This cross-sectional study explores whether ocular features of keratoconjunctivitis sicca (KCS) or symptoms of dry eye disease are associated with depression in women with Sjögren syndrome (SS).
Researchers examined 3,514 participants from the Sjögren’s International Collaborative Clinical Alliance (SICCA), which is composed of 9 international clinical sites. Only females who met 1 of 5 criteria for SS were included in this analysis. Baseline questionnaires, laboratory workup and ocular examinations, including the Patient Health Questionnaire 9 (PHQ-9), were assessed to determine depression.
The authors demonstrated that dry eye and SS symptoms (e.g., eyes feeling dry, OR 1.82; mouth feeling dry, OR 2.13) were far more associated with depression than clinical findings such as staining scores. Women with SS had a lower odds of depression than those without SS, regardless of whether the women were symptomatic (OR 0.68) or asymptomatic (OR 0.59).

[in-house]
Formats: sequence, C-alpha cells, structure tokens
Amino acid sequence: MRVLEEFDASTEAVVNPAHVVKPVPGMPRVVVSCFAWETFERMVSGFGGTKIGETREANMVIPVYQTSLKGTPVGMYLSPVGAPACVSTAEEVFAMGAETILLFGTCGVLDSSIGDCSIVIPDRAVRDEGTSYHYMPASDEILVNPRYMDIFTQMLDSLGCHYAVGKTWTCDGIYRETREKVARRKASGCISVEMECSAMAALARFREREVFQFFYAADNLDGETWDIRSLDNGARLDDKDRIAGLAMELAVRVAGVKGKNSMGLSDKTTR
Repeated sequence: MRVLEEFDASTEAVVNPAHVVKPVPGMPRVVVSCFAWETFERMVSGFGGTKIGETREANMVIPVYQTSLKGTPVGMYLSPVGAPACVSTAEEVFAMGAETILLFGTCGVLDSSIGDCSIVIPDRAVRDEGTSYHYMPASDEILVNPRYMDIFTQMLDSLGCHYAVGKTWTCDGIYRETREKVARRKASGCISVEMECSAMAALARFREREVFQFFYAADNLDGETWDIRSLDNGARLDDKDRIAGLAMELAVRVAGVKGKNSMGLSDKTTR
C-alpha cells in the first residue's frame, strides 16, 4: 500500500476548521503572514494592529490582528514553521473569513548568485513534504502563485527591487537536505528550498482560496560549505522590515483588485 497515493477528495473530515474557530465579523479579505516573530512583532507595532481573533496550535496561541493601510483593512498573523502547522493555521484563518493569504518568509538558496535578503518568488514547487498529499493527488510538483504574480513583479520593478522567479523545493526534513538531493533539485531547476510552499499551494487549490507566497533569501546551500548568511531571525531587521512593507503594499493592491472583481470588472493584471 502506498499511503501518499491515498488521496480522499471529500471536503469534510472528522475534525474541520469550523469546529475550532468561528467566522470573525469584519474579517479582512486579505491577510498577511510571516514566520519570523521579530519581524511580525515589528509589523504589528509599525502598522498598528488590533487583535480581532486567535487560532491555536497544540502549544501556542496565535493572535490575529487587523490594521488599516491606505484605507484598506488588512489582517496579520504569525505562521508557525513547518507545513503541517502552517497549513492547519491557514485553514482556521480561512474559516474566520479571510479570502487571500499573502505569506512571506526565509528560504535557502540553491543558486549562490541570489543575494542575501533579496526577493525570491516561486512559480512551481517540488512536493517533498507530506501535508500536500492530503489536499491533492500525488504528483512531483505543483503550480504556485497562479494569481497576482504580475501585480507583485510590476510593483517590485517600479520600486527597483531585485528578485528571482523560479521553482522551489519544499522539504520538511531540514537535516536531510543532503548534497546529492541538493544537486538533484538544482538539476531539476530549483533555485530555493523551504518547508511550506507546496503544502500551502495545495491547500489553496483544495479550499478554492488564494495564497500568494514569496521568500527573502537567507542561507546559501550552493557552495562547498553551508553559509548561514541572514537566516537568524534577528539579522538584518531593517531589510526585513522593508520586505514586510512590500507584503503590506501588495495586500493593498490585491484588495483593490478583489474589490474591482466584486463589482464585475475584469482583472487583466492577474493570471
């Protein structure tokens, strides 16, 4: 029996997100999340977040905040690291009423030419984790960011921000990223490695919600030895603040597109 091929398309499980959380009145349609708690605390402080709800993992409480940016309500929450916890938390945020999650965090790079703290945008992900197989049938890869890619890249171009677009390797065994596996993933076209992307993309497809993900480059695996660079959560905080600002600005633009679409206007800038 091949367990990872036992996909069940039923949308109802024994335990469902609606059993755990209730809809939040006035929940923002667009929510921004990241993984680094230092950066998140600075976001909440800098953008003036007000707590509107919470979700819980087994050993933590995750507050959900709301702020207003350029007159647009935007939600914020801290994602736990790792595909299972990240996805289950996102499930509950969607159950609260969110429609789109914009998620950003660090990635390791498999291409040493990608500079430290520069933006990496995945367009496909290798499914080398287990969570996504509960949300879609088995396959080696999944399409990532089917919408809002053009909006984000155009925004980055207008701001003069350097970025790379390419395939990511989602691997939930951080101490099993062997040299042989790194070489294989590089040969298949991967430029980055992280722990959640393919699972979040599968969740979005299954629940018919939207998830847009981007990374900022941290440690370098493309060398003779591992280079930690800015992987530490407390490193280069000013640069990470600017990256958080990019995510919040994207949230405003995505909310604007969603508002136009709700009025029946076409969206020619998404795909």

The seemingly protective effect of SS against depression, while superficially a conundrum, may be explained by the reduced anxiety associated with having a known diagnosis versus bias stemming from questionnaire-based data.
A biological explanation may also exist, in that elevated SS titers could produce less depression-inducing inflammatory substances such as serum amyloid A.
The authors provide important evidence to support the link between SS and depression. They present a much higher prevalence of depression than the general population, highlighting the importance of recognizing this link to improve quality of life.